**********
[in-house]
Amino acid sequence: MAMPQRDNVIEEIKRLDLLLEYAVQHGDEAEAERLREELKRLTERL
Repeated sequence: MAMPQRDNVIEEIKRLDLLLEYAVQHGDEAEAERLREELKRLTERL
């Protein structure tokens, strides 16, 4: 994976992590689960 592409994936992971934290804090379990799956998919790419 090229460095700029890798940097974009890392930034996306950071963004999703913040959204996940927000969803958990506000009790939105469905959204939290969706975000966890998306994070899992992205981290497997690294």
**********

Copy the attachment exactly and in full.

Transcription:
[in-house]
Amino acid sequence: MAMPQRDNVIEEIKRLDLLLEYAVQHGDEAEAERLREELKRLTERL
Repeated sequence: MAMPQRDNVIEEIKRLDLLLEYAVQHGDEAEAERLREELKRLTERL
């Protein structure tokens, strides 16, 4: 994976992590689960 592409994936992971934290804090379990799956998919790419 090229460095700029890798940097974009890392930034996306950071963004999703913040959204996940927000969803958990506000009790939105469905959204939290969706975000966890998306994070899992992205981290497997690294």